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Whistle-blowing occurs when a member of an organization discloses information regarding immoral and often illegal practices taking place within the organization. Whistle-blowers may make reports to authorities either within the organization (internal whistle-blowing—e.g., to internal auditors) or to individuals or entities outside the organization (external whistle-blowing—e.g., to the media or auditing agencies). Whistle-blowing may be considered a form of prosocial or organizational citizenship behavior that ultimately benefits others as well as organizational integrity. However, whistleblowers are often subject to acts of retaliation (e.g., employer/coworker reprisal, public criticism, termination), which destroys reputations and careers, despite a patchwork of federal and state legislation that is meant to offer protection.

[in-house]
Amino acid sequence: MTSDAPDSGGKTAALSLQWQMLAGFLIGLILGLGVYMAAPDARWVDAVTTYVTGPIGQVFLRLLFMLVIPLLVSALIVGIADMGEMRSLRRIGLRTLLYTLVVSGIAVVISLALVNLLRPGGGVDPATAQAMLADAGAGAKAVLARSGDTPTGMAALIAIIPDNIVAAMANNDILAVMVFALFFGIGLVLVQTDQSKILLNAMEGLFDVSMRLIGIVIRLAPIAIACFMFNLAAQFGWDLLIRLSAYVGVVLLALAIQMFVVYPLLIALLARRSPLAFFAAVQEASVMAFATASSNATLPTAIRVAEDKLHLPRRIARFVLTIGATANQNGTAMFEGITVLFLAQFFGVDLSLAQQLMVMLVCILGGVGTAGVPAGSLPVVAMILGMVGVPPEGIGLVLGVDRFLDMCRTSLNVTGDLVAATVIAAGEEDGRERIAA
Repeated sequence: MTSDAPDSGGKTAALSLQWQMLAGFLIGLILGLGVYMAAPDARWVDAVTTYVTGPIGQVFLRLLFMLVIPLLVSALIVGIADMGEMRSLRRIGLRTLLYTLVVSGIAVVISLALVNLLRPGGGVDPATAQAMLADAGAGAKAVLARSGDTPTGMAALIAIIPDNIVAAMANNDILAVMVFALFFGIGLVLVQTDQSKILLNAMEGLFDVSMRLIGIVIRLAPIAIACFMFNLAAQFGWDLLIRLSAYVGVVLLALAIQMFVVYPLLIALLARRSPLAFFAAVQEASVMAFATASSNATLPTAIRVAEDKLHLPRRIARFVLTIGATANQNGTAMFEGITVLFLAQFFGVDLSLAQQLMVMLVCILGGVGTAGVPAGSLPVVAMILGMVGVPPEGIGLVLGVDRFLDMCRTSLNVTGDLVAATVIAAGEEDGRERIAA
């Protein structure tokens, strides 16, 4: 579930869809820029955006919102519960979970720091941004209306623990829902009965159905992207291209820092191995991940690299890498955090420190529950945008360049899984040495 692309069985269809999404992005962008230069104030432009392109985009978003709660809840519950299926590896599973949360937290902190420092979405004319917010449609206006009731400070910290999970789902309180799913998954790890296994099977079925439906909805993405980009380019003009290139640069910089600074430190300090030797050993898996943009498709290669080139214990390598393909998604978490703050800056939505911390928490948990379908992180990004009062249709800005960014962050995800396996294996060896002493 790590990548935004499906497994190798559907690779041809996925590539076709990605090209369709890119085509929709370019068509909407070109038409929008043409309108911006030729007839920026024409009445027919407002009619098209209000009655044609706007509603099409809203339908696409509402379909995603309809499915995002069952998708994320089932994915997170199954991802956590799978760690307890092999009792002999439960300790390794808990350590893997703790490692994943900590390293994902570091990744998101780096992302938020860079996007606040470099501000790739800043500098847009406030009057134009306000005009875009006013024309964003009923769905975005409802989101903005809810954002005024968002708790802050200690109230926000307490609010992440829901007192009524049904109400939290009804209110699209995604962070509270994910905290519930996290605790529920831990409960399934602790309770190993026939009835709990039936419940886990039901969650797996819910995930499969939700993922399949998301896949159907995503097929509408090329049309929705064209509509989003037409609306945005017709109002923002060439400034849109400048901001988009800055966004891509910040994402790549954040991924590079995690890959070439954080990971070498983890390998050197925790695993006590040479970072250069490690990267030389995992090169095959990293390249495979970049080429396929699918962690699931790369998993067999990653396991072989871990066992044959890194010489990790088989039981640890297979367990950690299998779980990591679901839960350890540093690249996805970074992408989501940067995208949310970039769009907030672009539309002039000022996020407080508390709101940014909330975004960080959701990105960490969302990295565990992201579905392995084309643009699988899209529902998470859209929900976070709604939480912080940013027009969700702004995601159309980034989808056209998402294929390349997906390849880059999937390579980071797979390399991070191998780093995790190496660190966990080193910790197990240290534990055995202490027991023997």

Research suggests that several demographic and personality variables are associated with whistle-blowing behavior. According to a recent meta-analysis ...

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